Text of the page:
By 2054, when most U.S. vehicles on the road will have rearview systems, the technology should save 58-69 lives a year, according to data NHTSA released with the final rule. By that time, the agency estimates the total benefit from rearview technology to preventing injuries, saving lives and avoiding property should be $265 million to $396 million a year. In coming model years, expect to see automakers adding other types of cameras to cars, SUVs and trucks for maneuverability, better aerodynamics and fun. At 2014 auto shows, Land Rover made a splash with a concept off-road vehicle with a hood mounted camera that captures pictures of upcoming terrain and feeds them to a head-up display at the bottom of the windshield to create a 3-D map.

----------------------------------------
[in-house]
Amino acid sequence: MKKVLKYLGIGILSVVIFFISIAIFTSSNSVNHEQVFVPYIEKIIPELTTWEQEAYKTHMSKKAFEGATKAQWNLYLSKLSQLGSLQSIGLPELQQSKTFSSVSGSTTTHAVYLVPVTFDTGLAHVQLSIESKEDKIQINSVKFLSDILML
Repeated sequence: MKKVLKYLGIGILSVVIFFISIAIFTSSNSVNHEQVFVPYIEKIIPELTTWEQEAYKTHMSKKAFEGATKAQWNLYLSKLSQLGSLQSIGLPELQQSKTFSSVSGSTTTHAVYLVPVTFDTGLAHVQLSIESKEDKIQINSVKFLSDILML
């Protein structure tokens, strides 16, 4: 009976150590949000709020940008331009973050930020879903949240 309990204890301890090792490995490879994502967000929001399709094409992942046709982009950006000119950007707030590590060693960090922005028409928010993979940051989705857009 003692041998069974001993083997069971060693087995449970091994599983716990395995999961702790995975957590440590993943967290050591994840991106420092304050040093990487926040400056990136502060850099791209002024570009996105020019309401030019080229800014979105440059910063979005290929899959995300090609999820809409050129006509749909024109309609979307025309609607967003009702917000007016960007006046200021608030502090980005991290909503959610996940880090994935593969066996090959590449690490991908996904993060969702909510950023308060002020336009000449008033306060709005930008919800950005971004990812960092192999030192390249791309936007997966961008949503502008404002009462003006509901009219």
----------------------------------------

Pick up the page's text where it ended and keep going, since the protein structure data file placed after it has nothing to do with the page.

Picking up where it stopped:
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Spring is in the air, and many Atlantans, weary of the winter weather, will be heading out in their bicycles. It’s the right time for Atlanta bicycle accident attorneys to warn bikers of the special risks they face out there. While bicyclists can do nothing to compensate for the negligence of motorists, they can increase their own risks of surviving an accident, by wearing a helmet, riding a properly functioning bike and obeying all road safety rules.

The number one rule of bicycle safety is – wear a helmet. A helmet will not completely protect you from traumatic brain injury in the event of an accident, but will reduce the chances of suffering a seriously debilitating head injury. The helmet should be well-fitting and fit snugly on your head.

Before you begin a ride, check and make sure that the handlebars are functioning properly, and the wheels are secure. Make sure that your brakes are functioning properly.